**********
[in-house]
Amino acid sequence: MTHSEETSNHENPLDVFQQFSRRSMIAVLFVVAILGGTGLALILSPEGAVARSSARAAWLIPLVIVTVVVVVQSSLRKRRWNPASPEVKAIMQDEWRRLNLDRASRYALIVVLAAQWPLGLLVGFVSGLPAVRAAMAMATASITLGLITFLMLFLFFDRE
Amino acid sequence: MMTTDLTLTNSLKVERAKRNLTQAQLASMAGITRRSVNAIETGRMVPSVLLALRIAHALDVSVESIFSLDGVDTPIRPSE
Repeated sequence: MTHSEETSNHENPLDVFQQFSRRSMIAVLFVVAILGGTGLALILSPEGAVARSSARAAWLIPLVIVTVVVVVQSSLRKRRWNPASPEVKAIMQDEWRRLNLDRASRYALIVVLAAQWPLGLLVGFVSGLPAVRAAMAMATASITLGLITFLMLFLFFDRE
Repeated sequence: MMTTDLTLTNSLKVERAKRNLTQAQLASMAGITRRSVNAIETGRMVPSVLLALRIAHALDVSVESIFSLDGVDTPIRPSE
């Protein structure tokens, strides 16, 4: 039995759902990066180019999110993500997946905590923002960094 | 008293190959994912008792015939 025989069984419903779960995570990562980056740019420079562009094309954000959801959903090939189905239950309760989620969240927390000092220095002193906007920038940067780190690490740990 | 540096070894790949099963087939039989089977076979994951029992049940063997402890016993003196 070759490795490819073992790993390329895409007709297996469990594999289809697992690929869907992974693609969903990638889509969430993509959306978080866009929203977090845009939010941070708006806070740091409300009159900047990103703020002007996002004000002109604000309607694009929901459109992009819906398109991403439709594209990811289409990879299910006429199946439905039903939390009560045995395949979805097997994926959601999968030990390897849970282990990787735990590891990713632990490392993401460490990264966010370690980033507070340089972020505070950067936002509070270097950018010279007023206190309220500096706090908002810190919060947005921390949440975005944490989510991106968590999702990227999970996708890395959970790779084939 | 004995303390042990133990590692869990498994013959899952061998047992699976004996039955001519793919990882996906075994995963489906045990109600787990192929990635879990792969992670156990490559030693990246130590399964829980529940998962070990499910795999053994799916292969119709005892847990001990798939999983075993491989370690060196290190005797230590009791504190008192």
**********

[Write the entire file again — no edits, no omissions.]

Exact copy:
[in-house]
Amino acid sequence: MTHSEETSNHENPLDVFQQFSRRSMIAVLFVVAILGGTGLALILSPEGAVARSSARAAWLIPLVIVTVVVVVQSSLRKRRWNPASPEVKAIMQDEWRRLNLDRASRYALIVVLAAQWPLGLLVGFVSGLPAVRAAMAMATASITLGLITFLMLFLFFDRE
Amino acid sequence: MMTTDLTLTNSLKVERAKRNLTQAQLASMAGITRRSVNAIETGRMVPSVLLALRIAHALDVSVESIFSLDGVDTPIRPSE
Repeated sequence: MTHSEETSNHENPLDVFQQFSRRSMIAVLFVVAILGGTGLALILSPEGAVARSSARAAWLIPLVIVTVVVVVQSSLRKRRWNPASPEVKAIMQDEWRRLNLDRASRYALIVVLAAQWPLGLLVGFVSGLPAVRAAMAMATASITLGLITFLMLFLFFDRE
Repeated sequence: MMTTDLTLTNSLKVERAKRNLTQAQLASMAGITRRSVNAIETGRMVPSVLLALRIAHALDVSVESIFSLDGVDTPIRPSE
């Protein structure tokens, strides 16, 4: 039995759902990066180019999110993500997946905590923002960094 | 008293190959994912008792015939 025989069984419903779960995570990562980056740019420079562009094309954000959801959903090939189905239950309760989620969240927390000092220095002193906007920038940067780190690490740990 | 540096070894790949099963087939039989089977076979994951029992049940063997402890016993003196 070759490795490819073992790993390329895409007709297996469990594999289809697992690929869907992974693609969903990638889509969430993509959306978080866009929203977090845009939010941070708006806070740091409300009159900047990103703020002007996002004000002109604000309607694009929901459109992009819906398109991403439709594209990811289409990879299910006429199946439905039903939390009560045995395949979805097997994926959601999968030990390897849970282990990787735990590891990713632990490392993401460490990264966010370690980033507070340089972020505070950067936002509070270097950018010279007023206190309220500096706090908002810190919060947005921390949440975005944490989510991106968590999702990227999970996708890395959970790779084939 | 004995303390042990133990590692869990498994013959899952061998047992699976004996039955001519793919990882996906075994995963489906045990109600787990192929990635879990792969992670156990490559030693990246130590399964829980529940998962070990499910795999053994799916292969119709005892847990001990798939999983075993491989370690060196290190005797230590009791504190008192």